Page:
What always gets me is the computer displays intended to convey some sort of extreme hacking or very advanced computer system, but actually all it does is slowly list some lines of code that may look complicated but might just as well be the equivalent of the "hello world!" program. It makes me cringe to think of some director sitting there and saying "Yes!!! That looks complicated and computerish! We'll use THAT!" ... and every somewhat computer literate person in the vicinity rolling their eyes.
    As a sort of inverse to that, there's the much-touted "accuracy" of the depiction of a black hole in Interstellar.Whereas in fact Nolan just picked out an intermediate stage in the visual rendering of the black hole because he liked the look of it. You don't need to know much about black holes to spot that what's shown on screen isn't rotating. After which, Nolan set a series of essentially impossible story requirements, and left Thorne to hand-wave his way to unsatisfactory resolutions.

    Grant Hutchison

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    Quote Originally Posted by Van Rijn View Post
    I remember having to explain to friends why I was laughing while watching the Oh-so-serious Terminator movie. It was because the T800 was shown running 6502 assembly code. This terrible robot was based on a ‘70s 8 bit cpu! Futurama played on that too when Bender was shown to have a 6502.
    Television series, in particular, seem to reuse outdated medical equipment (presumably because it's cheaply available). Those of us of a certain age would convene in the coffee room and say things like "Did you see that Manley Pulmovent in Broadchurch last night? Haven't seen one of those in decades."

    Grant Hutchison

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    House of Frankenstein (1944). Gustav Niemann, M.D. [that's Mad Doctor] outlines his insane plans for an inter-species brain transplantation on the walls of his prison cell. He has many interesting chalk diagrams with of electrical wiring and biochemical synthesis, which I analyzed in detail in a post on another board.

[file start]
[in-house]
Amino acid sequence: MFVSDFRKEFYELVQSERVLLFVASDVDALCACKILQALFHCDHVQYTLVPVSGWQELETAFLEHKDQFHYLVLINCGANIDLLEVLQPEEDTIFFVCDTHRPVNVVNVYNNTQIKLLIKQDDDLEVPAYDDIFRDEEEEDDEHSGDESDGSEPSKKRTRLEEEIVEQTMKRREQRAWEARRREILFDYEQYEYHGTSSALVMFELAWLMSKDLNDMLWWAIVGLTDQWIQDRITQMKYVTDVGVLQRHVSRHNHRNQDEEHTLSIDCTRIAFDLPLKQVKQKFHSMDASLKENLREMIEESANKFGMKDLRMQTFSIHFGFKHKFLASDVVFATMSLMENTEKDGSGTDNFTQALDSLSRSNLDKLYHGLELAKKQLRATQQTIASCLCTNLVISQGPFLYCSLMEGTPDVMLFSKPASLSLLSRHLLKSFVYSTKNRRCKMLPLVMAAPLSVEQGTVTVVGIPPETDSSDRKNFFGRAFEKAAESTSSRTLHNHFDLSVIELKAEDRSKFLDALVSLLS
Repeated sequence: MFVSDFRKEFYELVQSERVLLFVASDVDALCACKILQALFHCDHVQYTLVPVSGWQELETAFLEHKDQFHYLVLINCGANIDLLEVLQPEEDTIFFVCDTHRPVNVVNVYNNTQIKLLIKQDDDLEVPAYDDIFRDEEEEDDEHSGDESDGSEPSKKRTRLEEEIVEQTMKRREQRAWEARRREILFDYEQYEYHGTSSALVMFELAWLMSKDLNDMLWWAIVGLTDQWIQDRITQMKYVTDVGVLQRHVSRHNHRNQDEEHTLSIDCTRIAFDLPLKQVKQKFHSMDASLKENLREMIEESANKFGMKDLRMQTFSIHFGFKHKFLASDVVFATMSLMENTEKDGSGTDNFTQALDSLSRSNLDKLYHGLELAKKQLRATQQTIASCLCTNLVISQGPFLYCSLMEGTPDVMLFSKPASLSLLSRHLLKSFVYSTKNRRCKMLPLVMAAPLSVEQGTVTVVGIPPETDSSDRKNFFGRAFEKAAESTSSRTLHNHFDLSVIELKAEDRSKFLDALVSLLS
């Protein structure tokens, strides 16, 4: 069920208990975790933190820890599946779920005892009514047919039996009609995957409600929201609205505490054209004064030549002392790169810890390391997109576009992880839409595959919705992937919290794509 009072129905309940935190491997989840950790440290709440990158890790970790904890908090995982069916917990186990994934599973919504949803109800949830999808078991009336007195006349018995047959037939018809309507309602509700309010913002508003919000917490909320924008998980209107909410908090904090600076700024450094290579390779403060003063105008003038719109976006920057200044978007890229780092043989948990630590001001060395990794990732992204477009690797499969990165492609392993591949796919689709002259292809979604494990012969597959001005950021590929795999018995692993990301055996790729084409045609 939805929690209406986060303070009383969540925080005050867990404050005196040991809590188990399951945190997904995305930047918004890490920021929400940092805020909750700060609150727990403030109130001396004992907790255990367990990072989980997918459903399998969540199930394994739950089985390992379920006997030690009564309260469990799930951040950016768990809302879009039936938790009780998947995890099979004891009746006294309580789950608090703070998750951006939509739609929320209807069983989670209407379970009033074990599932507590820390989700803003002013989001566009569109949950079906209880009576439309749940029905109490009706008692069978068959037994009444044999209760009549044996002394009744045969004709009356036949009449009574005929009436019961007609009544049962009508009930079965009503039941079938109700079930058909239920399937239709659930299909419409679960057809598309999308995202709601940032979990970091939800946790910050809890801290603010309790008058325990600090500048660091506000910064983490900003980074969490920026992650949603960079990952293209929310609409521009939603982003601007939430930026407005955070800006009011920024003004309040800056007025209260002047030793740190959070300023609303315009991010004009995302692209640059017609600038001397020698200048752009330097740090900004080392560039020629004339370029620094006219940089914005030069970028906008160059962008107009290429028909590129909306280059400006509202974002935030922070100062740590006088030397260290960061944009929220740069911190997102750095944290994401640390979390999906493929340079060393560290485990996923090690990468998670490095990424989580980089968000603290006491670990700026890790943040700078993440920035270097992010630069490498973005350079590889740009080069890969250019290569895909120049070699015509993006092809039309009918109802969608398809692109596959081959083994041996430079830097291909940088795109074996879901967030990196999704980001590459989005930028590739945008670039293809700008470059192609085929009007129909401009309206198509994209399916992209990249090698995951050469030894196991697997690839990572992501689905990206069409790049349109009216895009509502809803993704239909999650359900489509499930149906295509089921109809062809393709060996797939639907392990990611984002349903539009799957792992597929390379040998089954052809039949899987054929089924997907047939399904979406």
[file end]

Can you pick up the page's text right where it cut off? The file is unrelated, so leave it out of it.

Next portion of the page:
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    Niemann (Boris Karloff) can only dream, until a lightning strike hits the wall and sets him free. His most infamous equation, however, is the one scrawled just under the window as seen here. No, not H + Cl = HCl, which only qualifies as obvious, but rather H2O = H2O.

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    What's the value of that? I Linking multiple water molecules into some polywater with fantastic qualities? Maybe, but the more mundane explanation would be that his apparatus is water cooled, so this just means H2O (liquid) going to H2O (gas) without the qualifiers.

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    Quote Originally Posted by DonM435 View Post
    ... No, not H + Cl = HCl, which only qualifies as obvious, but rather H2O = H2O.
    ...
    Well, you have to admit that they are not examples of bad science. Although maybe he should have used --> instead of = in the equations.
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    Quote Originally Posted by DonM435 View Post
    House of Frankenstein (1944). Gustav Niemann, M.D. [that's Mad Doctor] outlines his insane plans for an inter-species brain transplantation on the walls of his prison cell. He has many interesting chalk diagrams with of electrical wiring and biochemical synthesis, which I analyzed in detail in a post on another board.

    Click image for larger version. 

Name:	HF01.jpg 
Views:	10 
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ID:	24788 Click image for larger version. 

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    Niemann (Boris Karloff) can only dream, until a lightning strike hits the wall and sets him free. His most infamous equation, however, is the one scrawled just under the window as seen here. No, not H + Cl = HCl, which only qualifies as obvious, but rather H2O = H2O.

    Click image for larger version. 

Name:	NiemannH2O.jpg 
Views:	17 
Size:	24.0 KB 
ID:	24786

    What's the value of that? I Linking multiple water molecules into some polywater with fantastic qualities? Maybe, but the more mundane explanation would be that his apparatus is water cooled, so this just means H2O (liquid) going to H2O (gas) without the qualifiers.
    NOOOO! Not the deadly DiHydrogenMonoxide!
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    Having just watch the truly laughable second half of Get Out, (you could practically see Bradley Whitford wishing he'd followed the title advice when he read the screenplay), I offer the following:
    1) Nope, hypnosis doesn't work like that.
    2) Nope, no-one does neurosurgery using a selection of ENT and orthopaedic instruments (at least we were spared the usual gynaecological retractor that so entrances many props departments).
    3) Nope, you don't get to put on your sterile gloves and then use your gloved hands to put on your paper mask.

    All of these are tediously common in movies - I was just reminded of them in quick succession by Get Out.

    Grant Hutchison